Dear Matt Hancock and Nadine Dorries, We ask the DHSC to make provision for all NHS Trusts to work with the RCoA and RCOG to establish safely monitored IV ‘conscious’ sedation with analgesia as a treatment option for hysteroscopy+/-biopsy. Currently, Trusts put almost all patients through Trial by Outpatient Hysteroscopy and only those patients who fail (usually due to acute pain) are allowed a GA. There is no routine option of IV sedation with analgesia or spinal anaesthesia. We ask too that NHS Trusts give all hysteroscopy patients upfront a fully informed ‘Montgomery’/ GMC CHOICE of: o no anaesthetic o LA / regional / epidural o IV sedation with analgesia o GA The choice should be made after thorough discussion with the patient about her medical history, risk factors and preferences. WHAT IS HYSTEROSCOPY? Hysteroscopy is endoscopy of the womb. Like colonoscopy, it’s used to detect cancer, pre-cancer and benign abnormalities. Hysteroscopy done in outpatients with miniature surgical tools enables the removal of polyps and small fibroids without an incision or general anaesthetic [GA]. Here the similarity with colonoscopy ends. For NHS colonoscopy, the patient is routinely offered a CHOICE of Entonox or IV sedation with analgesia. Some patients request and receive GA. The risk of perforation (and potential death) is less when performed on a patient under IV ‘conscious’ sedation than under GA. The NHS therefore wisely prefers colonoscopy under ‘conscious’ sedation to GA. NHS colonoscopy services aim to protect patients from severe pain. Apart from assuring basic human respect and dignity, the NHS recognises that people traumatised by a severely painful colonoscopy may delay or not return for vital cancer diagnosis or treatment. UPDATE FROM THE CAMPAIGN AGAINST PAINFUL HYSTEROSCOPY [CAPH] Severely painful outpatient hysteroscopy is the next medical scandal after vaginal mesh. Cheap, quick and easy-to-use NHS vaginal mesh kits helped the majority of patients, and saved precious time and resources. Cheap, quick and easy-ish NHS outpatient hysteroscopy [OPH] without anaesthesia/sedation causes severe pain/distress/trauma to approx. 25% patients and saves precious time and resources. Like the vaginal mesh campaigners, hysteroscopy patients who’d been seriously harmed by a flawed medical policy started asking questions. Hysteroscopists assured us that our excruciating and unforgettable pain was very ‘unusual’ and affected only 2% to 5% of patients. This statistic didn’t fit with patients’ observation of OPH clinics. So these ‘unusual’ women started googling, then exchanging stories via social media. Soon they formed into Facebook and Twitter groups. Involved politicians. Interrogated health authorities. Looked for medical explanations. Approached professional colleges and societies. Sought out empathetic and intelligent doctors. Studied the law of informed medical choice and consent. By 2014 a campaign was born, greatly assisted by Lyn Brown, MP (Lab, West Ham) who was prepared to stick her neck out for her constituents and for other women who’d been traumatised and dismissed as ‘incorrect’ in their perception of hysteroscopy pain. These women were clearly of the ‘wrong demographic’! Too anxious, had too narrow cervical canals, too tilted wombs, were too emotionally labile, too black, too white, too rich, too poor, too educated, too urban... By early 2020 the Campaign Against Hysteroscopy had amassed a google survey of 1,000+ hideous, predominantly NHS, stories. We sought stories of specifically painful hysteroscopy since our aim was to identify any common features in patients’ medical histories or the operating teams’ conduct of a painful procedure. We hoped that our findings would aid future patient selection and choice. We gave our results to the Presidents of RCOG and the British Society for Gynaecological Endoscopy. The survey’s free text was shocking: It was barbaric and one of the most painful experiences of my life including vaginal childbirth. I begged them to stop but they wouldn’t. It was like torture It was a terrible experience that I don’t think I will ever forget Just before lockdown, the Health Service Journal published an analysis of our survey [Matt Discombe, HSJ, 2 March 2020] “Around 520 women who attended NHS hospitals in England to undergo hysteroscopies — a procedure which uses narrow telescopes to examine the womb to diagnose the cause of heavy or abnormal bleeding — have told a survey their doctors carried on with their procedures even when they were in severe pain.” We continued our on-going survey, asking about pre/post-menopausal status; vaginal/caesarean delivery/nulliparity; endometriosis/dysmenorrhea/previous traumatic gynae; mental health; hospital information about pain risk; choice of LA/GA/IV sedation; pain-scores at different OPH stages; whether the hysteroscopist stopped if the patient was in pain/distressed; preferred mode of future hysteroscopy, etc. At the end of the survey we asked, “Is there anything else you’d like to tell us?” I was given a brown paper bag to breath into as I hyperventilate with the pain. The male consultant made fun of me. Anaesthetic should be compulsory, I have a high pain threshold but was most painful thing I have ever felt, still feeling traumatised after the event. Staff were appalling. 5 nurses and doctor laughed when they could see I was in terrible pain, shocking The pain after the procedure was finished, was excruciating, body started to go into shock. Ended up in A&E pumped full of morphine and admitted overnight for observation. Never again unless under GA. Ask them if they are in pain rather than asking them about their last holiday whilst their uterus is dilated. I am a midwife myself and spoke to the consultant explaining how anxious I felt regarding the procedure, as I had had a very painful / difficult removal of mirena coil previously and been told I had a cervical stenosis: I asked could I have sedation and was declined saying it would only be “ brief discomfort” and to just take painkillers a couple of hours before At one point that evening I was so confused and in pain, feeling sick and with a high resting heart rate that I nearly called an ambulance. I was alone. Nobody suggested I should have someone at home with me. Felt embarrassed because of yelling (due to the incredibly sharp pain) The doctor and nurse were fine but I was screaming in pain and doctor counted down from 10 to 1 to try to get me to hold on until she could finish it Gas and air made me feel light headed but made absolutely no difference to the pain I experienced. The Cumberlege Review ‘First Do No Harm’ of July 2020 categorised breaches of patient safety into themes. [https://www.immdsreview.org.uk/Report.html] Three of these themes sum up the current harms caused by an over-zealous, blanket NHS policy of reduced-cost OPH: Cumberlege Theme 1, "No-one is listening" – Hysteroscopists lack empathy; they ignore patients’ requests for GA and fail to stop when the patient is in distress. Cumberlege Theme 3, "I was never told" - Hysteroscopists fail to warn patients of the risk of severe pain and don’t tell patients upfront that they have the option of GA. Cumberlege Theme 10, "Collecting what matters" - Hysteroscopists are wilfully blind to Patient Reported Outcomes – they belittle and don’t record the patients’ own short-term, medium-term and long-term outcomes when these cause severe pain and PTSD. CAPH has frequently heard of hysteroscopists telling GPs that a crying patient “tolerated the procedure well”. WHAT IS THE DATA ON HYSTEROSCOPY PAIN? Just as with vaginal mesh, very few gynaecologists have systematically collected pain scores from all their OPH patients. When OPH pain-scores are reported in English journals usually only the median or mean scores are given. Hundreds of members of our Action/Support group were never asked for a pain-score. NHS OPH pain audits obtained by CAPH under the Freedom of Information Act shows that currently 1 in 4 NHS England hysteroscopy outpatients typically suffers severe pain of 7/10 or more. [ www.whatdotheyknow.com - see ‘Outpatient hysteroscopy/biopsy’] The British Society for Gynaecological Endoscopy’s 2019 bespoke 81-hospital survey of 5,000+ hysteroscopy patients from BSGE members’ own NHS clinics reports a mean pain-score of 5.2/10. So clearly it’s not the “mild discomfort” that most patient leaflets claim. Nor is it now feasible to say that severe pain is experienced by only 2-5% of patients. [ www.bsge.org.uk BSGE Ambulatory Care Network Meeting Feb 2020] CAPH has asked for the full range of BSGE members’ OPH pain-scores under FOIA. The British Journal of Anaesthesia this year published a review evaluating patients’ reported pain compared with hysteroscopists’ assessment of OPH pain over 8 years at Royal Berkshire Trust – a good clinic which is barely mentioned in our survey. [Harrison, Salomons 2020]. 17.6% of patients reported severe pain of 7/10 or more, while 7.8% reported no pain. The authors concluded that since patients were likely to experience pain then they should be warned of this. WHAT DOES THE NHS TELL PATIENTS ABOUT HYSTEROSCOPY PAIN? NHS hysteroscopy services appear to follow ex-Cancer Tsar Prof Sean Duffy’s opinion “Overall we think that too much emphasis is put on the issue of pain surrounding outpatient hysteroscopy.” [BMJ. 2001 Jan 6; 322(7277): 47] Patient leaflets almost invariably tell women to expect “mild discomfort”, on a par with moderate period pain. So, without any pre-op assessment the NHS pushes almost all women through Trial by Outpatient Hysteroscopy and reserves GA for those who ‘fail’. The womb endoscopy patient is NOT routinely offered the option of GA. If she asks for one, the request is usually declined – even before the covid-19 pandemic. Thus the vast majority of NHS clinics wilfully ignore the RCOG/BSGE 2018 statement instructing gynaecologists to offer all hysteroscopy patients the choice of GA up-front, and to stop an OPH if the patient is distressed. [https://www.rcog.org.uk/en/guidelines-research-services/guidelines/gtg59/] Yes, there are some excellent, highly skilled and compassionate OPH clinics but, sadly, most put cost-effectiveness before compassion or ‘Montgomery’ informed patient choice, thus denying patients genuine informed consent. Most hospital leaflets tell patients to take over-the-counter meds from home. There is no pre-med in clinic. The woman gets a ‘vocal local’ – hairdresser chit-chat- pioneered in rural Kenya by Marie Stopes. The woman is sometimes held down if distressed and agitated. She may receive potentially painful injections into the cervix as ‘rescue analgesia’. Unfortunately the cervical LA doesn’t anaesthetise the top of the womb, from which the cancer-detecting biopsy is taken. [www.bsge.org.uk Ambulatory Care Network 2020 Keynote Speaker on ‘patchy and unpredictable’ cervical LA] WHAT DOES THE CAMPAIGN AGAINST PAINFUL HYSTEROSCOPY WANT? 1. Every single NHS hospital to use – at the very least – the RCOG patient leaflet (CAPH helped write) which mentions the risk of SEVERE pain outlines clinical risk-factors for severe pain offers patients upfront the option of a GA/IV sedation with analgesia 2. The DHSC and RCOG to work with the Royal College of Anaesthetists to train hysteroscopy teams and establish safe IV conscious sedation with analgesia as a CHOICE available to all womb endoscopy patients. 3. The DHSC to permanently remove any Best Practice Tariff or financial incentive which removes timely access to GA, IV sedation with analgesia or other anaesthetist supported service. 4. A pre-op assessment for all hysteroscopy patients, meaning an end to ‘See & Treat’ clinics, which often coerce women into polyp and fibroid removal without patients having time to consider whether they’d prefer GA/ IV sedation/ regional anaesthesia rather than a local which doesn’t anaesthetise the top of the womb. The current ‘One-Stop’ clinic endangers women who attend the clinic alone and then have to drive or travel home on their own, often in severe pain, bleeding and traumatised. This is unacceptable and must stop. 5. Standardised, regulated, updated high quality training and accreditation for all hysteroscopists together with up to date equipment. Hysteroscopists should be taught to recognise cohorts at high risk of severe pain, develop listening skills and treat women with respect. 6. Full transparency about the financial sponsorship of NHS hysteroscopists’ training by the medical devices industry and the resulting bias towards particular manufacturers’ preferences and cost-effectiveness rather than patient experience. 7. Severe procedural pain to be classed and recorded as a Serious Adverse Event. Yours faithfully, Elaine Falkner (Chair), Pamela Howe (Secretary), Jocelyn Lewis, Lorraine Shilcock, Denise Shafeie, Gill Johnson, Katharine Tylko (on behalf of) The Campaign Against Painful Hysteroscopy www.hysteroscopyaction.org.uk Twitter: @hysteroscopyA Facebook: Campaign Against Painful Hysteroscopy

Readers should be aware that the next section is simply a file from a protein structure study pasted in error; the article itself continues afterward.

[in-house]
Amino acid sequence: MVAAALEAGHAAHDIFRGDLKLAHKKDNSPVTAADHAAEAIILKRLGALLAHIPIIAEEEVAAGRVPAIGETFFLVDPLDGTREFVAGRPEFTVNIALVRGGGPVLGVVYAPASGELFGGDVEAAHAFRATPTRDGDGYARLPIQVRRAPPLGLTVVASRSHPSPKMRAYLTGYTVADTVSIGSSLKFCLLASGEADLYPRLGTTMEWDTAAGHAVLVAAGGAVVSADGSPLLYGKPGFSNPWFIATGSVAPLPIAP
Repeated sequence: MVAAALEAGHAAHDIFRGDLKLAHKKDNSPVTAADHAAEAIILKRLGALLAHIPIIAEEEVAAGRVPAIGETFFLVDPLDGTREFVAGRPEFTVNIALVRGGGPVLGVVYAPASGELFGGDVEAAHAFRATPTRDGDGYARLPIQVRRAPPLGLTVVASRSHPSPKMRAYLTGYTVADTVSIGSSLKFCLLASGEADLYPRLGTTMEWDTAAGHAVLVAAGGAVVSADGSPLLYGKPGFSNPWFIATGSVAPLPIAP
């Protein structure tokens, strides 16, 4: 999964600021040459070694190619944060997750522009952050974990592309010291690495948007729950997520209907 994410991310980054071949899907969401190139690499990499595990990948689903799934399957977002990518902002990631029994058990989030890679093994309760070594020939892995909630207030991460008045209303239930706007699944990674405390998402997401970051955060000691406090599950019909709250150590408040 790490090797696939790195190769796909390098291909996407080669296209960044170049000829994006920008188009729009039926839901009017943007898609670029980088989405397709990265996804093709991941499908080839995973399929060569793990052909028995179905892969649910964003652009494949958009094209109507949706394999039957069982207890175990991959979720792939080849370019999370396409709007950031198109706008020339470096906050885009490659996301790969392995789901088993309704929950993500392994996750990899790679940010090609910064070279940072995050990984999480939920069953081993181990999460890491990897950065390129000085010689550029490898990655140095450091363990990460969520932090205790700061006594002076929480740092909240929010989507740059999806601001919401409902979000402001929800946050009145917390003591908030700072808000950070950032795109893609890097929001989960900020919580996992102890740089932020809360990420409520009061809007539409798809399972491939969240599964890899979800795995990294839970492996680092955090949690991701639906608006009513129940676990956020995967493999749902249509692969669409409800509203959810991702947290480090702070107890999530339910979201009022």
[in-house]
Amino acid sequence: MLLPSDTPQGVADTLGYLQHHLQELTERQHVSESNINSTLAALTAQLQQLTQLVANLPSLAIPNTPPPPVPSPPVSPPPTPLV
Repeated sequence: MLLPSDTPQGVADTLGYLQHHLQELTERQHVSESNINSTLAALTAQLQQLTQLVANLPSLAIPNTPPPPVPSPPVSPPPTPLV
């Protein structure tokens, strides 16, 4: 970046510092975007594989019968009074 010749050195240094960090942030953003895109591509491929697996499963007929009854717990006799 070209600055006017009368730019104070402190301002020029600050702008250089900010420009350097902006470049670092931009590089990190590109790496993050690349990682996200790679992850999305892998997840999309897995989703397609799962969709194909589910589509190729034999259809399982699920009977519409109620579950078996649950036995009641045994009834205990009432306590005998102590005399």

8. News Article